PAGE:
Nowadays, many investors' portfolios include investments such as mutual funds, stocks and bonds. But the variety of securities you have at your disposal does not end there. Another type of security, called an option, presents a world of opportunity to sophisticated investors. The power of options lies in their versatility. They enable you to adapt or adjust your position according to any situation that arises. Options can be as speculative or as conservative as you want. This means you can do everything from protecting a position from a decline to outright betting on the movement of a market or index. This versatility, however, does not come without its costs. Options are complex securities and can be extremely risky. This is why, when trading options, you'll see a disclaimer like the following: Options involve risks and are not suitable for everyone. Option trading can be speculative in nature and carry substantial risk of loss. Only invest with risk capital. Despite what anybody tells you, option trading involves risk, especially if you don't know what you are doing. Because of this, many people suggest you steer clear of options and forget their existence. On the other hand, being ignorant of any type of investment places you in a weak position. Perhaps the speculative nature of options doesn't fit your style. No problem - then don't speculate in options. But, before you decide not to invest in options, you should understand them. Not learning how options function is as dangerous as jumping right in: without knowing about options you would not only forfeit having another item in your investing toolbox but also lose insight into the workings of some of the world's largest corporations. Whether it is to hedge the risk of foreign-exchange transactions or to give employees ownership in the form of stock options, most multi-nationals today use options in some form or another. This book will introduce you to the fundamentals of options. Keep in mind that most options traders have many years of experience, so don't expect to be an expert immediately after reading this book .
Emissions trading is an economic legal framework designed to address the global environmental crisis of climate change. This book analyses the broader impacts of these frameworks - particularly the relationship between emissions trading schemes and the WTO. Felicity Deane focuses primarily on the rules of the WTO as a tool to demonstrate where the boundaries exist for acceptable interface with international trade. She explores the meaning of goods and products, services, subsidies and border adjustments within the context of the WTO rules and considers the impacts of these definitions on emissions trading frameworks. Academics and students with an interest in the WTO and the convergence of trade and environment will find this an insightful book. The points raised will also be useful to legal professionals, economists and policymakers involved in emissions trading practices.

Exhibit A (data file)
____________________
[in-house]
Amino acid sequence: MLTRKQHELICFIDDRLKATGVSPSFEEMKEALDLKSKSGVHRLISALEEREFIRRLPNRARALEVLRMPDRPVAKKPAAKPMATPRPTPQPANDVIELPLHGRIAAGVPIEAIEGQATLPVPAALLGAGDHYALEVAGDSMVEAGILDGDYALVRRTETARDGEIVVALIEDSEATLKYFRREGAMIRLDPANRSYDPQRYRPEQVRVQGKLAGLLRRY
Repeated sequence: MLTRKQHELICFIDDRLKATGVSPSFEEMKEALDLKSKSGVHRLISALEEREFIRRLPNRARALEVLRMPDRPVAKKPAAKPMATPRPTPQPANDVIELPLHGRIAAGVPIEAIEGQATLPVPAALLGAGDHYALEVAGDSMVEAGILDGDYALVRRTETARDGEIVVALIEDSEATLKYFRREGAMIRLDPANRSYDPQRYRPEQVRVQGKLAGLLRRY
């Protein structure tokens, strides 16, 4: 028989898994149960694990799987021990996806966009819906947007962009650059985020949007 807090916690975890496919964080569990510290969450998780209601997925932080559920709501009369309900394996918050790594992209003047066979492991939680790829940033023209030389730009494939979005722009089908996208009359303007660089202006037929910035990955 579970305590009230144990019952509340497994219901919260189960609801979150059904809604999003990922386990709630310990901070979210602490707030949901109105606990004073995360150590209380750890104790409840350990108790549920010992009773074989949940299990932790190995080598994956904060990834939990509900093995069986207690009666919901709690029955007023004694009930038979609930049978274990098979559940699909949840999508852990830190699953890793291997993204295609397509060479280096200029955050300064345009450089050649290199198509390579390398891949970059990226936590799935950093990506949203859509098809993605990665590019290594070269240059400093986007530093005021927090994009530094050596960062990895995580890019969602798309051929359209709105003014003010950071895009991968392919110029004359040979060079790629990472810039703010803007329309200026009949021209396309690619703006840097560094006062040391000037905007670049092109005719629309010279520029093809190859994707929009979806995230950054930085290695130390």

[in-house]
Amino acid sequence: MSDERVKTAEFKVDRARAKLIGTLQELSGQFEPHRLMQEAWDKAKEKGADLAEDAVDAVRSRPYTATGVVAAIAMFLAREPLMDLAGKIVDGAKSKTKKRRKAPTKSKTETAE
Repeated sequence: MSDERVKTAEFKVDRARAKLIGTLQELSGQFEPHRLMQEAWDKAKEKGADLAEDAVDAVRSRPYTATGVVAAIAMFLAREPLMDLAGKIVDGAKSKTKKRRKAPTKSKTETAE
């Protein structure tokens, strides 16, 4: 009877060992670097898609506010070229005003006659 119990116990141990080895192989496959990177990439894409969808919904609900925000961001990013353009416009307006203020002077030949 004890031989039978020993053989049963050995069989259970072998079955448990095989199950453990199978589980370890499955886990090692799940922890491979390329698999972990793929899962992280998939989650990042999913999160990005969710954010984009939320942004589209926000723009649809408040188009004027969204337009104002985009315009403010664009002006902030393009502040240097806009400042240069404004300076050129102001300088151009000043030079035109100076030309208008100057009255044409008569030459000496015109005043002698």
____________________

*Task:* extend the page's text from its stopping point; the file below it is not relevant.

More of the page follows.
Preferential trading arrangements (PTAs) are currently proliferating, but existing economics literature provides little practical guidance for trade negotiators and analysts grappling with complex technical problems in negotiating PTAs. In this Australia-China focussed study, a group of trade economists and international trade law experts draw on both theory and recent evaluations of several major PTAs to discuss the constraints to achieving meaningful liberalisation in PTAs and key practical problems facing negotiators trying to achieve the best outcomes within given political economy constraints, such as choice of rules of origin and dispute settlement procedures. The Australia-China FTA, currently under negotiation, is used as an illustrative case study to provide concrete insights into the roots of political conflicts and the pros and cons of alternative formulations and approaches. This book would appeal to both academic analysts and those involved in negotiating international trade agreements.
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